An independent study has revealed the significant effect dredging has on coral reefs, contradicting claims made by the federal government and port developers that dredging at Abbot Point would have ''minimal impact'' on the Great Barrier Reef.
A world-first survey examining the link between dredging and coral diseases found double the amount of diseased coral at reefs nearby dredging sites.
Joe Pollock, the study's leader from the ARC Centre of Excellence for Coral Reef Studies, said dredging increased water turbidity, meaning there was less light for corals to photosynthesise. Dredging also increased the level of sediment falling on coral that could interfere with their feeding.
''Just like in any other organism, it seems that chronic stress can lead to increased levels of disease in corals,'' said Mr Pollock, whose study was conducted near Barrow Island, off the West Australian coast, close to where 7 million cubic metres of silt and sand was dredged.
As part of the port expansion at Abbot Point near Bowen in north Queensland, 3 million cubic metres of sand and silt will be dredged and dumped in the World Heritage-listed marine park area, a decision criticised by UNESCO's World Heritage Committee, who will decide whether to classify the reef as "in danger" next year.
In an interview last year with ABC's 7.30, Environment Minister Greg Hunt said the scientific advice he had received suggested the port expansion would have "minimal impact" on the reef. Port authorities also claim any dredging impacts are local.
Mr Pollock's survey, published in the journal PLoS One on Thursday, found reefs exposed to the sediment plume for more than 290 days had double the amount of disease, mostly white syndrome, where tissue peels off the coral's skeleton, a condition that can kill the entire colony. The study, conducted one month after the 18-month dredging project finished, also measured a 10-fold increase in bleaching.
Evidence from another recent study has also refuted the claim that port activities only have a localised impact on the reef.
Kathryn Burns from James Cook University found evidence of coal dust originating from coastal coal terminals had spread across a vast stretch of the Great Barrier Reef.
Professor Burns' research, published in the journal Estuarine, Coastal and Shelf Science, found the chemicals from the shoreline out to 100 kilometres off the coast. In some locations, chemicals exceeded international toxicity guidelines.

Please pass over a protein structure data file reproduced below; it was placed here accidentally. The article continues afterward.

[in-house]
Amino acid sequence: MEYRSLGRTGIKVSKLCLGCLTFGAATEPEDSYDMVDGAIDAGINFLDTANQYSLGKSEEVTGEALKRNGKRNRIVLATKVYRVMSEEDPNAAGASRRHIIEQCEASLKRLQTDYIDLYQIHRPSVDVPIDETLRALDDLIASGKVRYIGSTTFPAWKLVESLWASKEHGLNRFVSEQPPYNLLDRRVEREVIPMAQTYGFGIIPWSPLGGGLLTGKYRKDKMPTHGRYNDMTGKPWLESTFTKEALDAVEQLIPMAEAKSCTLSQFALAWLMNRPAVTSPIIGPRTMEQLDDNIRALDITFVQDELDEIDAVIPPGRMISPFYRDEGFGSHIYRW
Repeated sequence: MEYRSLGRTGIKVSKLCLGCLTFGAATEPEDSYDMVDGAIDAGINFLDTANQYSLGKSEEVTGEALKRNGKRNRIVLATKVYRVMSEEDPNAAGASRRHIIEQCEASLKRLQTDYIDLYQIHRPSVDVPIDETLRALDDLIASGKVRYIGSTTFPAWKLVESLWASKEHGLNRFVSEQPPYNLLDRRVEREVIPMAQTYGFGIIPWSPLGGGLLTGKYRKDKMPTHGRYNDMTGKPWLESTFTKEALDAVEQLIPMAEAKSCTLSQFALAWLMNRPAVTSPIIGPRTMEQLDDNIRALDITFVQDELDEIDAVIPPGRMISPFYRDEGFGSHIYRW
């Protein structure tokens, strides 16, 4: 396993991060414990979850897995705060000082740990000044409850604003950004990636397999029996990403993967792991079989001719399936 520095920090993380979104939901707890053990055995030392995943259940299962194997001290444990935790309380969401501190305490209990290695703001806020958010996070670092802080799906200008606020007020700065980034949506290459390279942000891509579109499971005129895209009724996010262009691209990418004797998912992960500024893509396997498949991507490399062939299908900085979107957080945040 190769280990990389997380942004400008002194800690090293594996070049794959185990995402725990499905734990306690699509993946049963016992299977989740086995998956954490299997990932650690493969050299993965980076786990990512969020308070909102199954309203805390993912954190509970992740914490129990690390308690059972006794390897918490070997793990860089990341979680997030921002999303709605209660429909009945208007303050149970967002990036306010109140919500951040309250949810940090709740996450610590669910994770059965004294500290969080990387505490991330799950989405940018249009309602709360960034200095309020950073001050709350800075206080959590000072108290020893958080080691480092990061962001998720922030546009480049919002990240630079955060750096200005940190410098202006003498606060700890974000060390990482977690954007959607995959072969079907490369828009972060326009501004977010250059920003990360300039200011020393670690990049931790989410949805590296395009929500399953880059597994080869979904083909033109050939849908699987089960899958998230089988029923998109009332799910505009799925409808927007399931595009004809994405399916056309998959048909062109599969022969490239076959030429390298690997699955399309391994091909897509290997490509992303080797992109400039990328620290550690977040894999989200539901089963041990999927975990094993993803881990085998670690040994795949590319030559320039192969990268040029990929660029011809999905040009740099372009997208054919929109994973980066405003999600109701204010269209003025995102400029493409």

Professor Burns said given her samples were collected in 2009 and 2011 before the present port expansions, further contamination of the GBR lagoon was likely following the expansion of coal ports at Abbot Point and Hay Point.
Terry Hughes, the director of the coral reef studies centre, said the findings were a "game changer".
"It's not just a case of lifting up sand and putting it somewhere else where it stays put," Professor Hughes said.
He said the findings of both studies showed how dredge spoil travelled a long way, could contain toxic chemicals and increased the rate of coral diseases.
"It's not coincidental that this new information from the west coast and the east coast is coming from the scientific community, not people with a vested interest in dredging," he said.
One of the conditions of the government's approval for the Abbot Point dredging was that developers had to achieve a 150 per cent improvement in water quality in the marine park overall.
But a UNESCO report released in May says the federal government's plan to achieve a 150 per cent net benefit in the reef's overall water quality to compensate for the impact of dredging at Abbot Point ''appears inappropriate'', partly because of the ''uncertainty about the impacts of dredge material plumes beyond the disposal site''.
Minister Hunt said developers were required to meet strict conditions on water quality, and regularly demonstrate their adherence.
"The disposal of sediment will occur over 40 kilometres away from significant coral reefs to ensure that those coral reefs are not exposed to the high sediment and turbidity levels that occurred in the marine waters of Western Australia," he said.